The Government Aircraft Factory(GAF) Nomad project began in 1965 with the design of a single engine high wing aircraft. 1969 saw the design concept changed to a twin turbo prop powered high wing light transport aircraft with short take off and landing capabilities. Approval was given for the construction of two prototypes in 1970.
First flight of the first prototype N22 took place at Avalon Victoria in July 1971. The second N22 prototype was flown to Britain and appeared at the 1972 Farnborough Air Show.
Production commenced in 1972 at Fishermans Bend, the first production aircraft flying in late 1974. Several versions of the N22 Nomad were planned for civil and military applications, and a stretched version, the N24, had been built.
Despite the hopes of large overseas orders for the aircraft, only 170 had been built by 1984 when production ceased. In 1987 all unsold Nomads were transferred to the Australian Defence Force, and the RAAF operated some until withdrawing them from service in 1993, and the Army did the same until withdrawing them from service in 1995.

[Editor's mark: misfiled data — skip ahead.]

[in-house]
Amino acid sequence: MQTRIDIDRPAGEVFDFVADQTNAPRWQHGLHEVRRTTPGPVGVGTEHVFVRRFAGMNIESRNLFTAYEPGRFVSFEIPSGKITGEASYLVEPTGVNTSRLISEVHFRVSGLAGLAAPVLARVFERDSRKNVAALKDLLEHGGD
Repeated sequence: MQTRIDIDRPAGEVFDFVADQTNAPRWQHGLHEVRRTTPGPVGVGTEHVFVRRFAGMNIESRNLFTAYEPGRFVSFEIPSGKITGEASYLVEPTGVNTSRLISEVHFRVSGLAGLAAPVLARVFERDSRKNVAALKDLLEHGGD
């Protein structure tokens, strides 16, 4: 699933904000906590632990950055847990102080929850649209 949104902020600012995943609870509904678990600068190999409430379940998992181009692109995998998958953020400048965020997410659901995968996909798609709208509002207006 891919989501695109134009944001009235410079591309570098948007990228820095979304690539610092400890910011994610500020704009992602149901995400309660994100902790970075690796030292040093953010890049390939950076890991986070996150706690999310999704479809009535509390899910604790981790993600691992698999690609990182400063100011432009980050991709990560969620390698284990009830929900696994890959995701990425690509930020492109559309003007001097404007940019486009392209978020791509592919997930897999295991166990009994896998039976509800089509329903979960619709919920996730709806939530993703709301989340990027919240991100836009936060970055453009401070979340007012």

The Museum's N22 Nomad was modified to the “Searchmaster” configuration in the 1980s and demonstrated to the US Customs Service as a drug interdiction tool with the result that several of the aircraft went to, and were used successfully operating out of Florida. Following this tour it was returned to the RAAF in 1989 and re-configured to a standard version and served in ARDU at Laverton as A18-316 until 1991. It was later on loan to Boeing Australia (ex GAF) for Nomad modification trials. It 2008, A18-316 together with the Nomad type certificate and design and development rights were sold to Gippsland Aeronautics, now Mahindra Aerospace, of Morwell Victoria, the intention being to put the type back into production . This did not eventuate and the organisation donated A18-316 to the museum, arriving in March 2016, and is currently under restoration.